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Wi-Fi System Monitors Health of Cardiac Patients

The Kaweah Delta Medical Center has adopted a solution from Draeger to capture health data regarding its patients, via a Wi-Fi-based telemetry tag worn around a person's neck.
By Claire Swedberg
Jun 15, 2011Most hospitals use telemetry monitors that transmit a patient's health data over a proprietary system to antennas installed for those monitors. Such telemetry systems have been in place for decades, but they have limitations—the monitoring data is received only in locations where antennas are installed for that specific application. That can be cumbersome and expensive, according to medical technology firm Draeger , which has developed its own system by which telemetry monitors that utilize built-in Wi-Fi technology to transmit data to a central monitoring server via a hospital's existing Wi-Fi infrastructure. There is no location-tracking feature built into Draeger's system; however, the addition of tracking software would make it possible to use a facility's existing Wi-Fi access points to determine the monitor's exact location within that facility.

The Kaweah Delta Medical Center, located in Visalia, Calif., is one of approximately 100 North American hospitals employing the Draeger system. In early 2009, Kaweah Delta began using its existing Cisco Wi-Fi Unified Wireless Network with Draeger's M300 patient-worn telemetry monitors, in order to track its cardiac patients' health in real time.


Draeger's M300 patient-worn telemetry monitors have built-in Wi-Fi technology.
As the hospital grows, greater functionality is being added to its existing 802.11 wireless local area network, including not only monitoring the health of individual patients based on heart-monitor data, but also tracking the location data from iPads and other Wi-Fi-enabled handheld devices, such as voice-over-IP (VoIP) phones and IV pumps, using the medical center's own back-end management software. Draeger provides the telemetry-monitoring M300 devices, as well as its Infinity Central Station server and software, on which information is received and displayed for hospital staff members to monitor patients' health from a central location within the facility.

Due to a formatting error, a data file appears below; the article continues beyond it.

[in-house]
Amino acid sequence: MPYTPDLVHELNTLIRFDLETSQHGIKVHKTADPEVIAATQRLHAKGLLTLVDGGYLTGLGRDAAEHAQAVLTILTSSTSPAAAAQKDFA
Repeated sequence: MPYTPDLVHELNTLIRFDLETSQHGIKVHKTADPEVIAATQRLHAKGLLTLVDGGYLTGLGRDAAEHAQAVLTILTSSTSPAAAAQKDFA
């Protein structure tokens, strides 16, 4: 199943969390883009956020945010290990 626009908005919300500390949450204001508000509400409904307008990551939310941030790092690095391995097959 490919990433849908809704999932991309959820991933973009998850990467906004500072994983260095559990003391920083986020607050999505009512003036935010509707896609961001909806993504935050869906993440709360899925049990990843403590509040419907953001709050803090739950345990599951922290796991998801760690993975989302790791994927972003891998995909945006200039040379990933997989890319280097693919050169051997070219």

Kaweah Delta expanded its hospital with a 250,000-square-foot Northern Expansion project for cardiac care in December 2008. At that time, the medical center was utilizing a proprietary telemetry system that provided coverage only in some parts of the four-block campus. Knowing the system would need to grow with the expansion, as well as be updated to provide more complete coverage, the hospital began evaluating its options. The bigger a facility is, the costlier a proprietary telemetry system can be, since additional receivers and antennas need to be installed, according to Tim Weinmann, s market-development manager for wireless patient monitoring, at Draeger Medical, one of the company's U.S. divisions. An antenna system for receiving health status data transmitted by patient-worn traditional telemetry devices, he says, costs an average of $1.50 to $3 per square foot of coverage.

Kaweah Delta selected a Wi-Fi-enabled solution from Draeger that allows telemetry monitors to transmit data to the hospital's existing wireless nodes, which then route the monitor data to Draeger's Infinity Central Station software. There, the information can be viewed by the facility's "tele techs," who are trained to recognize potential heart problems based on the monitor data, says Dave Gravender, Kaweah Delta Medical Center's chief information officer.

This solution costs considerably less than a proprietary telemetry system, the hospital reports, since no specialized telemetry receiver antennas need to be installed. Instead, the facility purchases the M300 patient-worn telemetry monitor device, including sensors, and the Infinity Central Station back-end software and server, to interpret vital-signs data, display that information on monitors for the tele techs, and trigger alerts if the health statistics change, or if a sensor goes out of the network.

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